Prospective jurors in a murder trial set to begin in McAlester this week have reported to Pittsburg County District Court to begin the jury selection process in the case.
Brenda Savage faces a first-degree murder trial in the January 2019 shooting death of 40-year-old Bart Jameson at a McAlester residence. Savage pleaded innocent to the charge during an initial court appearance.
Fifty-five prospective jurors in the jury pool were given an 11-page questionnaire which they were told to complete before they left the courtroom Monday. Pittsburg County Associate District Judge Tim Mills told jurors to return to the courtroom at 9 a.m. Tuesday so the selection process can continue.
Mills and the attorneys in the case plan to meet early Tuesday to discuss the questionnaire results before voir dire questioning of individual prospective jurors by the attorneys and Judge Mills begins. Opening statements in the trial will begin after the jury is selected, which was expected to be sometime Tuesday.
Five days have been set aside for the trial, although that could change once testimony gets underway.
Defense attorneys in the case also filed a renewed motion for discovery Monday, resulting in a Monday afternoon pretrial hearing in Mills’ courtroom.
Savage’s defense team of Blake Lynch and Brecken Wagner contended prosecutors had not handed over all the discovery material they sought. Discovery requires attorneys to make information and evidence they plan to use in legal proceedings available to the other side.
District 18 First Assistant District Attorney Adam Scharn and Assistant District Attorney Michon Hasting-Hughes were in court to represent the prosecution during the pretrial hearing.
Mills ruled on some of the issues in the renewed motion and indicated he will likely rule on some of the others once more information is available — which could depend on what happens once the trial begins.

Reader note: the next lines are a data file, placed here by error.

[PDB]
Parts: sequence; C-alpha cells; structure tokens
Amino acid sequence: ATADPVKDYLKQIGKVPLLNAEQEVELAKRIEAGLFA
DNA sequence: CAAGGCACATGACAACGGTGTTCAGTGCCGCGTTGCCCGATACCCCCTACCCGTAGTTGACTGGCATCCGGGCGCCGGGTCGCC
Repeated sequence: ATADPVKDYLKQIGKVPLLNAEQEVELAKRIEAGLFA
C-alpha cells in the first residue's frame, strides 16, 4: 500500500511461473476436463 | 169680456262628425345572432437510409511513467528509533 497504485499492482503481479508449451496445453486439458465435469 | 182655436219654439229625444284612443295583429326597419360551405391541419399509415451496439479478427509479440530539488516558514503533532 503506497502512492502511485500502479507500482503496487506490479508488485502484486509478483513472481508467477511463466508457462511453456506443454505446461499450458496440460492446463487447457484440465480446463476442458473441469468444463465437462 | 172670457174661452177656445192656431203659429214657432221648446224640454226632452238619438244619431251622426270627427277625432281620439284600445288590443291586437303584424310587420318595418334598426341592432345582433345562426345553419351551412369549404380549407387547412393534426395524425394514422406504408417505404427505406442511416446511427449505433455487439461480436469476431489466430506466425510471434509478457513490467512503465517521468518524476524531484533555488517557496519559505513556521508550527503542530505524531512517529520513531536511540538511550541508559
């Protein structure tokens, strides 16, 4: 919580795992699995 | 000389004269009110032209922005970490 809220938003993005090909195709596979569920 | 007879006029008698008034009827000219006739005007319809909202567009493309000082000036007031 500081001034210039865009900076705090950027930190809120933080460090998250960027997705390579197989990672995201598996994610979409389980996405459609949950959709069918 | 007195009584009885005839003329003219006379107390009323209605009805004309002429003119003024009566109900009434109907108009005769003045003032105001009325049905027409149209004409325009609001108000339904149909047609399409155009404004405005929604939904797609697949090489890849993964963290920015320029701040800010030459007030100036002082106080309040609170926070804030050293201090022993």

During the hearing, Lynch objected to admitting some testimony from a prosecution witness who worked as a bartender at a bar where Jameson, Savage and others were reported at earlier in the evening on the night Jameson was shot. Lynch objected to the witness being allowed to offer expert testimony based on her experience as a bartender and also unspecified medical experience.
Lynch also said a portion of what the witness was expected to testify to amounted to speculation.
Mills may rule on the issue later after more is learned about the bartender’s purported medical background, which could occur without the jury present, if necessary.
In the renewed motion for discovery, Lynch contended the state had not turned over:
• An inventory of a vehicle by Officer Eli Hass. Lynch agreed there was an inventory report, “But not the actual inventory he can be seen filling out on his chest cam video.”
• An evidence log identifying a cell phone found behind a Ford Escape involved in the case and who it belonged to.
• Pictures that another officer “can be seen taking on his chest cam video.”
• “Any formal or informal orders to destroy the jail videos or the videos of other officers on the scene.” Lynch contended in the renewed motion for discovery that available videos show at least three officers on the scene for whom there are no videos.
Lynch cited another concern regarding the scope of testimony of Oklahoma State Bureau of Investigation personnel. Lynch said if the intent is for their testimony to go beyond what is on specified pages in the OSBI manual, he wants to know about it.
Some issues were worked out in court.
Scharn said there were no law enforcement policies in place requiring every officer at the scene to indefinitely preserve, or not preserve, their videos. He said videos are automatically deleted following a certain period of time.
Prosecutors also agreed to make available to defense attorneys information regarding who owned the cell phone found behind the Ford Escape.
The court planned to seek more information regarding testimony by the OSBI personnel on the issue in question.
After the hearing ended, Mills and the prosecution planned to separately go over the juror questionnaires that were completed Monday. Lynch indicated the defense had already reviewed them.
The judge and attorneys on both sides planned to get together early Tuesday in regard to the initial information, with more questions set to be asked of potential jurors once voir dire begins.
Contact James Beaty at email@example.com